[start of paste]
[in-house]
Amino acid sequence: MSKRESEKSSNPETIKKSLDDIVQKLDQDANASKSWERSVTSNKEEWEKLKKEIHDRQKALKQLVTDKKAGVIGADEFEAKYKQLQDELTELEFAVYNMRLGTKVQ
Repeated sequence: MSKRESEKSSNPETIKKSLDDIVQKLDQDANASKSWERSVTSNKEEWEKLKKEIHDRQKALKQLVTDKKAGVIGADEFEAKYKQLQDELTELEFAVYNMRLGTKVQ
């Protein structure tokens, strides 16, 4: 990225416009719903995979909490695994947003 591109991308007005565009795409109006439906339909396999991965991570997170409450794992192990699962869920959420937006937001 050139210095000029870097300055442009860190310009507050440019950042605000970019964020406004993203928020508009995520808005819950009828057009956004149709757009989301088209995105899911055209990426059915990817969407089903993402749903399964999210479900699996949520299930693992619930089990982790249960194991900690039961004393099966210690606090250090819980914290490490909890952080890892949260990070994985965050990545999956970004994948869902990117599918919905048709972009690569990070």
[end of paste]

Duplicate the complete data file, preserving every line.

[in-house]
Amino acid sequence: MSKRESEKSSNPETIKKSLDDIVQKLDQDANASKSWERSVTSNKEEWEKLKKEIHDRQKALKQLVTDKKAGVIGADEFEAKYKQLQDELTELEFAVYNMRLGTKVQ
Repeated sequence: MSKRESEKSSNPETIKKSLDDIVQKLDQDANASKSWERSVTSNKEEWEKLKKEIHDRQKALKQLVTDKKAGVIGADEFEAKYKQLQDELTELEFAVYNMRLGTKVQ
């Protein structure tokens, strides 16, 4: 990225416009719903995979909490695994947003 591109991308007005565009795409109006439906339909396999991965991570997170409450794992192990699962869920959420937006937001 050139210095000029870097300055442009860190310009507050440019950042605000970019964020406004993203928020508009995520808005819950009828057009956004149709757009989301088209995105899911055209990426059915990817969407089903993402749903399964999210479900699996949520299930693992619930089990982790249960194991900690039961004393099966210690606090250090819980914290490490909890952080890892949260990070994985965050990545999956970004994948869902990117599918919905048709972009690569990070």